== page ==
Who am I again?Posted: May 10, 2010 Filed under: Uncategorized, Writing about Writing | Tags: Claire collins, september, Writing 10 Comments
A couple of years ago when I was nearing the reality of being published, I had to make a decision about what name I would be published under. I knew it wasn’t a good idea to publish under my own name. I had a corporate identity and a family to think of. My real world and the fantasy world around my writing didn’t mesh. I borrowed from my maternal great grandmother Tereasa Clair (who I was named after) and her husband Guy Collins and I created Claire Collins.
As Claire Collins, I… she… we (?) wrote Images of Betrayal, and Fate and Destiny. We started Seeds of September and planned to finish it last summer but then that whole real world stepped back in and I took a hiatus from writing.
Somewhere along the way, I had stepped back from writing so far that I decided I would never finish my third novel, not to mention the six other novels jostling for position behind it. Along the way, my fantasy writing world became my real world when I gave up my corporate job and 9 to 5 employee life, packed up my house and family, and moved to North Carolina to manage Barnhill’s Bookstore. We hit our grand opening last weekend and now I’m settling into this whole new life. I think part of this new life includes Second Wind Publishing and Seeds of September, but if I do, I’m going to write under my own name instead of my alias.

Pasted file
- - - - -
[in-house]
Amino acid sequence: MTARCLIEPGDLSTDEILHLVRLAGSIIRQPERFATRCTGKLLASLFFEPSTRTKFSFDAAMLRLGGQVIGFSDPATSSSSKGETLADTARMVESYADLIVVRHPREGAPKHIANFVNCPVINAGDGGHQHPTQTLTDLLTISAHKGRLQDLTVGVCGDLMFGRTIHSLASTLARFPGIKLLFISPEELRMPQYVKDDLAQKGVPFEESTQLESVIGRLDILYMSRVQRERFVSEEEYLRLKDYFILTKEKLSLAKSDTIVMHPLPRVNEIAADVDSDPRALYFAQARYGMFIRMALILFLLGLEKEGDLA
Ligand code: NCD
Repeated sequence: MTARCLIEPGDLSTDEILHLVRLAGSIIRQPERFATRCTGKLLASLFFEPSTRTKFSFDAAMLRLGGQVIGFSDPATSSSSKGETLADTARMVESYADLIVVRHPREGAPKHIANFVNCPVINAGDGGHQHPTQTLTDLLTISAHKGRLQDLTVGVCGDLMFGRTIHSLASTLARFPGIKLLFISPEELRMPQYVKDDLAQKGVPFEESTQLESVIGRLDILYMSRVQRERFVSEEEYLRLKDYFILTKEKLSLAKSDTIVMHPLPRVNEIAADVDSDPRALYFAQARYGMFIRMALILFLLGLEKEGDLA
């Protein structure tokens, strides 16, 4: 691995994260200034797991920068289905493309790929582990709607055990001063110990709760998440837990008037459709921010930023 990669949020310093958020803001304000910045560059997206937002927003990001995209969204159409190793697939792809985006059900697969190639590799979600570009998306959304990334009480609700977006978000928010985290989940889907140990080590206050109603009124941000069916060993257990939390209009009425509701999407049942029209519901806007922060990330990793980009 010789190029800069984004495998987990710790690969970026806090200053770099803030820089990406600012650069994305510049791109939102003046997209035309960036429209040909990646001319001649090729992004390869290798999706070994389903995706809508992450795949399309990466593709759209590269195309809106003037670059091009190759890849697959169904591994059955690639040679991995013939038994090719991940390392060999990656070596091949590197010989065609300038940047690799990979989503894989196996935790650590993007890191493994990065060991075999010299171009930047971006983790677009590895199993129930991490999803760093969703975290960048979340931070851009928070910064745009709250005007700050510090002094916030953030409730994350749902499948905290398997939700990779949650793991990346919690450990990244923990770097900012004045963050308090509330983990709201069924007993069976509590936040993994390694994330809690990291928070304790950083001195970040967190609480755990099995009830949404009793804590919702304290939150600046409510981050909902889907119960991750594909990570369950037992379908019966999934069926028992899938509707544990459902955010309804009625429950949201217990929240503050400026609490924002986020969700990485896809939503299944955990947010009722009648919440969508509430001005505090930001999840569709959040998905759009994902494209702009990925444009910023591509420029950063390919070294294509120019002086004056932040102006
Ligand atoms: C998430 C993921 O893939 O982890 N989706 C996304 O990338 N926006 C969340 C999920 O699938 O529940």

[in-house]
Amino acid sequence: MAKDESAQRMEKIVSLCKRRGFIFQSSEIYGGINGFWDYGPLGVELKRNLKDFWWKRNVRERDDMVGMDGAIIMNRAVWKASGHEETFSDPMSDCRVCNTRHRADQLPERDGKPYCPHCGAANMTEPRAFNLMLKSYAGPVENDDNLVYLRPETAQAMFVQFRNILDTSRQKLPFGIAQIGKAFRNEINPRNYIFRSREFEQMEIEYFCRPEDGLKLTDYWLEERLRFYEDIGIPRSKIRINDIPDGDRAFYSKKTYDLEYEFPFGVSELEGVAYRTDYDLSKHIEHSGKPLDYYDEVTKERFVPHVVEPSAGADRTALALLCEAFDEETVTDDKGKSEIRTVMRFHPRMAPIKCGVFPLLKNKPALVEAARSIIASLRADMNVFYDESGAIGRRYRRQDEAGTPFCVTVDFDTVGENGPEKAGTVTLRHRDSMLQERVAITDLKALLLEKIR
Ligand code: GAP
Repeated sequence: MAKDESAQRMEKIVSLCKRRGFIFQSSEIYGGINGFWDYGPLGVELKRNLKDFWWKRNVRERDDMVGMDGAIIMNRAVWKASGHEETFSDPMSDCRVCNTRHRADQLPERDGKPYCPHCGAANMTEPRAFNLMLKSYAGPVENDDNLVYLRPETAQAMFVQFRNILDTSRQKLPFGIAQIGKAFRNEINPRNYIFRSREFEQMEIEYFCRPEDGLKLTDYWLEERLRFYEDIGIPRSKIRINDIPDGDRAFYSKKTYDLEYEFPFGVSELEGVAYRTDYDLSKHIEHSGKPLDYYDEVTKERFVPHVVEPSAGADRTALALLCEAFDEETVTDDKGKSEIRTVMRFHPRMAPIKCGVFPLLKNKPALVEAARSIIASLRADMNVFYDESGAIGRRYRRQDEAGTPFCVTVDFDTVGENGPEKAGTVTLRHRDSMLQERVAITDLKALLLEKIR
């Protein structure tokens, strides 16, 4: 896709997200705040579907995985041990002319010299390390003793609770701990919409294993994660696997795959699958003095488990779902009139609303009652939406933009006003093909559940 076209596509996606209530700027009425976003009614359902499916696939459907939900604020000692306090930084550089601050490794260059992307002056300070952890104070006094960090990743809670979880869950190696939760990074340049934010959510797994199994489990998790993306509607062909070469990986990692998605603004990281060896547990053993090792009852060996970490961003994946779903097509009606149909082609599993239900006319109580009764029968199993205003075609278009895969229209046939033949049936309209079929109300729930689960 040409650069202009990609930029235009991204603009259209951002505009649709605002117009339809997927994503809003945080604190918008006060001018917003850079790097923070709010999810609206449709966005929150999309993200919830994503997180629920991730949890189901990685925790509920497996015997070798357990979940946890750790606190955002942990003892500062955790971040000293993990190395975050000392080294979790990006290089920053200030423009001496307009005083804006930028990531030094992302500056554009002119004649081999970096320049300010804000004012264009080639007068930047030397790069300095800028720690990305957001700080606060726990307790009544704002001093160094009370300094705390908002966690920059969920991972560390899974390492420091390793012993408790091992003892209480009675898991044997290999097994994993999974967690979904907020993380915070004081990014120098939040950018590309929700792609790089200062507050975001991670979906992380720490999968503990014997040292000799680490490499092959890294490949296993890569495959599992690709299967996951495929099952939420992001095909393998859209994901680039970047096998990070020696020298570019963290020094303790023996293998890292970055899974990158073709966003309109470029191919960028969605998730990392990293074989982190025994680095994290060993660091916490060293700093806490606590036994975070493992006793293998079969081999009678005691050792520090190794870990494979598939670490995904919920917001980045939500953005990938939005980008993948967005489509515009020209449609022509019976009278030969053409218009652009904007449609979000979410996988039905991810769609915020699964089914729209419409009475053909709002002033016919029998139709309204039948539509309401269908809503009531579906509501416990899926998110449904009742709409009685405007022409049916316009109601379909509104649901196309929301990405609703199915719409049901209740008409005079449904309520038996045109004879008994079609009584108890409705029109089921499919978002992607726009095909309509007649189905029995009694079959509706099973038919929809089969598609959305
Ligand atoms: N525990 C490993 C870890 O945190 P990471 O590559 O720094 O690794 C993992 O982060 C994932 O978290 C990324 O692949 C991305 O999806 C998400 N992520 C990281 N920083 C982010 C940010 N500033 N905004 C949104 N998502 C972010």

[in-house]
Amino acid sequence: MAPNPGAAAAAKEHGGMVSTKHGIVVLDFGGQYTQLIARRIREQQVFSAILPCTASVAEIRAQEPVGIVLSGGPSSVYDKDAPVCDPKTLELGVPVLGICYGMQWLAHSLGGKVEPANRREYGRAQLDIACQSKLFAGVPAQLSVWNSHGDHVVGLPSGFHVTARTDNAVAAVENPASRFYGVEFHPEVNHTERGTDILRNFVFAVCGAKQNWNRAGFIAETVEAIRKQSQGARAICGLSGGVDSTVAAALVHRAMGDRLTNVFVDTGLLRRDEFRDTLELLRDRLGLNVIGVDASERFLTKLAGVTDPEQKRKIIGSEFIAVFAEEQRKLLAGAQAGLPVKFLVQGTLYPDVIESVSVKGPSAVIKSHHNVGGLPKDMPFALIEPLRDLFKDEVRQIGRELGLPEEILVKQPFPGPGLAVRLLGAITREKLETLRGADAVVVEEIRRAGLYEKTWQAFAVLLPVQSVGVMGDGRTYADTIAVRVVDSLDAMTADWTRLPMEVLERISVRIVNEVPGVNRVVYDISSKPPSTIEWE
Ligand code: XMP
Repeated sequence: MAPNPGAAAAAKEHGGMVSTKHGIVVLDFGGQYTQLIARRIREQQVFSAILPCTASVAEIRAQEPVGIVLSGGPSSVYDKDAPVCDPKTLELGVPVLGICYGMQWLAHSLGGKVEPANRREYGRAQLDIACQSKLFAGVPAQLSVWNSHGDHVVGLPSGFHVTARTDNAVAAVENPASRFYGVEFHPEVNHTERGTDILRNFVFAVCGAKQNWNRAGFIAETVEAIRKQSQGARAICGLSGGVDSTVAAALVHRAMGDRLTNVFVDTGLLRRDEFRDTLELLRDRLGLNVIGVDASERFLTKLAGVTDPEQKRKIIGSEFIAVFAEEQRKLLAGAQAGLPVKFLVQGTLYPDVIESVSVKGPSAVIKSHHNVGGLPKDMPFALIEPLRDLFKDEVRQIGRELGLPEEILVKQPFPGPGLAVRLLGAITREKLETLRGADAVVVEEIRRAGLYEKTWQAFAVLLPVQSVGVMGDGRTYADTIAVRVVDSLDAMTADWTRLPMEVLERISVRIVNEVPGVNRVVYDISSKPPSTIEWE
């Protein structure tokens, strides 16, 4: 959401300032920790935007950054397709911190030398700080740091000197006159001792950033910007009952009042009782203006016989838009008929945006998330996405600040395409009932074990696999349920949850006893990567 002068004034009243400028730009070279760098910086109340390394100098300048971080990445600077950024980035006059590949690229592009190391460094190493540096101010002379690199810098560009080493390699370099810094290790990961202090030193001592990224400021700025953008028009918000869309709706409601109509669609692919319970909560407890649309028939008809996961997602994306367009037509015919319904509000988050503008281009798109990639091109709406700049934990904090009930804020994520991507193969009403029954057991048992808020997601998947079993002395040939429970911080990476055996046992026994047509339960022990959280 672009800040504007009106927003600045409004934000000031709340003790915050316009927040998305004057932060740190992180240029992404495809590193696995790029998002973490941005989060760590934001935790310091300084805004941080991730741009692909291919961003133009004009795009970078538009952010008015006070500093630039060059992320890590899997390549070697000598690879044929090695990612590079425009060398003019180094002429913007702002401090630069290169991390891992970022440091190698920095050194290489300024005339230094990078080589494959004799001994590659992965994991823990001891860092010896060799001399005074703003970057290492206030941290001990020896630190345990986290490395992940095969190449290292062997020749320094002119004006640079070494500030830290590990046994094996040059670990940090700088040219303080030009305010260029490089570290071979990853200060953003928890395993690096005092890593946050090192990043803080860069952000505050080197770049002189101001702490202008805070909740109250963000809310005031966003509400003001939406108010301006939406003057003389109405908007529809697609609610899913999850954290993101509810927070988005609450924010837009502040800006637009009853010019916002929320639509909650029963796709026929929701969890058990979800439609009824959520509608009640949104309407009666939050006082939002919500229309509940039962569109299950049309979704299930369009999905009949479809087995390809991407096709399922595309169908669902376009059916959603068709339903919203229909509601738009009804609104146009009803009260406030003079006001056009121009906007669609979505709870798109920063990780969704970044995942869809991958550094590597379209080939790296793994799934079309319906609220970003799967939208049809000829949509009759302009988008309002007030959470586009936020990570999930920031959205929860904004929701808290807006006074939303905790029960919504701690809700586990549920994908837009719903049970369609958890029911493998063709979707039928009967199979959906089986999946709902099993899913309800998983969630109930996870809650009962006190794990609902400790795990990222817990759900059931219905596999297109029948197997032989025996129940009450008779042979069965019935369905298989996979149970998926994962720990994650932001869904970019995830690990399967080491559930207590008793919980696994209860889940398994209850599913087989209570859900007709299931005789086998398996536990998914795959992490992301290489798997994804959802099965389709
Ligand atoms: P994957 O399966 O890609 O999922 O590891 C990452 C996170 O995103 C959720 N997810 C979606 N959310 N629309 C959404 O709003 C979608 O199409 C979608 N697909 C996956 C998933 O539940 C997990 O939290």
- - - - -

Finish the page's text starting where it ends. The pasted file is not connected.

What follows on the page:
Who Colorized my Black and White Movie?Posted: November 19, 2009 Filed under: Writing about Writing | Tags: actors, digital. twilight, new moon movie, Old movies, reading, wizard of oz, Writing 54 Comments
Most writers are avid readers. They have a love for the written word that pulls them to paper and pen or more precisely in this day and age, to the keyboard. The computer has become an extension of ourselves and we are as comfortable with it as we are with our remote controls and driving a car.
Other people may have a similar love for movies or theater and take up acting to be a part of the world they love. Would the writer and reader be more visually perceptive than the actors and theater people? Which group would likely have a deeper level of imagination?
I don’t believe there is any right or wrong answer. My husband is certainly a movie person and I swear there are dozens of characters living in his head. My best friend and sister are both the same way while also being creative and talented authors. My husband doesn’t read at all. I read my novels to him. Reading the books aloud also helped me to edit as I read.